View MonteCristo's profile


2099 posts in 2361 days

#4 posted 07-04-2012 10:41 PM

chrisstef ’s advice is right on the mark. I have hit things in reclaimed wood even after thinking I had checked it out well enough. Trash a high quality blade and suddenly the wood is very expensive wood . . .

-- Dwight - "Free legal advice available - contact Dewey, Cheetam & Howe""

View mtenterprises's profile


933 posts in 2865 days

#5 posted 07-05-2012 12:06 PM

I have in the past often used reclaimed wood, esp. skids, and you can never seem to get every little bit of metat out of then. A suggestion though, use less expensive blades to do your cutting. I have used non carbide tipped blades and if you hit something just take a file to the blade to resharpen. If you are interested in a story about cutting a 7/16” scocket in half with a good carbide tipped blade ask me.

-- See pictures on Flickr - And visit my Facebook page -

View racerglen's profile


3112 posts in 2953 days

#6 posted 07-05-2012 12:27 PM

Geeze Mike, or should I say sparky ?
That must have been very exciting to say the least.
No injuries to yourself I hope ?

-- Glen, B.C. Canada

View mtenterprises's profile


933 posts in 2865 days

#7 posted 07-05-2012 08:36 PM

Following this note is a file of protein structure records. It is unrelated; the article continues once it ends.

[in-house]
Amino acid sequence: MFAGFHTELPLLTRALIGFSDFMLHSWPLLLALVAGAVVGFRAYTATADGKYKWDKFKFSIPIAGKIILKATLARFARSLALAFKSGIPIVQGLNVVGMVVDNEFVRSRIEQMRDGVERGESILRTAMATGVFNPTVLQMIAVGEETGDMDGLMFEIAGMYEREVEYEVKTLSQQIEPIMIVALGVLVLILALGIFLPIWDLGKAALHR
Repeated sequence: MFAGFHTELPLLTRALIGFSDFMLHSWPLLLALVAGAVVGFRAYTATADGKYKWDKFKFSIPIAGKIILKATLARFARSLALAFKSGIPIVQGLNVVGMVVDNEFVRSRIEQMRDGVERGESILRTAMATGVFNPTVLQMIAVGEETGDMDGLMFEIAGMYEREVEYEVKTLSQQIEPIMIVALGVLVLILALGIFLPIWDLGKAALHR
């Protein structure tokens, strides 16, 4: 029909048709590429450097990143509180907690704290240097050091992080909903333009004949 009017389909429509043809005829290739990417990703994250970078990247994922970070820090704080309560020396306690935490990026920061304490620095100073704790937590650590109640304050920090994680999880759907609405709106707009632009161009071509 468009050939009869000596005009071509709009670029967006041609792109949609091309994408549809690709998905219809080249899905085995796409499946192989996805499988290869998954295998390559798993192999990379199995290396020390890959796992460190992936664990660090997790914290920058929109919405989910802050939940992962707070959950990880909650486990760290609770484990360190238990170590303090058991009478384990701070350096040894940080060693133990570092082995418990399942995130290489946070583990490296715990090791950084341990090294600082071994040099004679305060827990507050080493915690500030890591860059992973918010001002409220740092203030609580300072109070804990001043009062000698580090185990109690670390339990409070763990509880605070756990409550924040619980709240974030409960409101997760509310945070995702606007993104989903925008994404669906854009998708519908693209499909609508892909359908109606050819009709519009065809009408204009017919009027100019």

Oh, the 7/16” scocket? Oh it was exciting! Cut the thing right in half, two pieces. Didn’t do my carbide tipped blade much good but not many people can say they have done this on a table saw. And no injuries just a god awfull noise.

-- See pictures on Flickr - And visit my Facebook page -

View tyskkvinna's profile


1310 posts in 3158 days

#8 posted 07-05-2012 10:39 PM

The only thing I have to add is with old wood it is generally quite dry, which can be a change if you are used to working with fairly green wood. The dust is lighter and flies more. It’s not a big deal but just something to keep in mind if your shop shares space with say, a car.

-- Lis - Michigan - -

View a1Jim's profile


117270 posts in 3749 days

#9 posted 07-05-2012 11:14 PM

If your going to do many projects with reclaimed wood I would buy a metal detector ,the small ones are around $20.00
As far as what to make with the wood as soon as I heard 1/4 sawn white oak ,I thought art’s and crafts projects come in all sizes as you know from small clocks to large chest depending on how much material you have.

-- wood crafting & woodworking classes

View jacob34's profile


465 posts in 2436 days

#10 posted 07-06-2012 01:33 AM

7/16 socket hmm that had to be an interesting situation, I must admit I never thought I would haft to keep that one in the back of my head.

My space is shared with a large rabbit my wife owns so yes dust is an issue.

I have 5 boards 1”x5 1/2×48.

thank you for all the comments, I thought when I posted this that the wood being more at for tear out or maybe sucking glue up and needing more than younger wood would come up. I did not expect a metal detector to be a must have.

-- so a bear and a rabbit are sitting on a log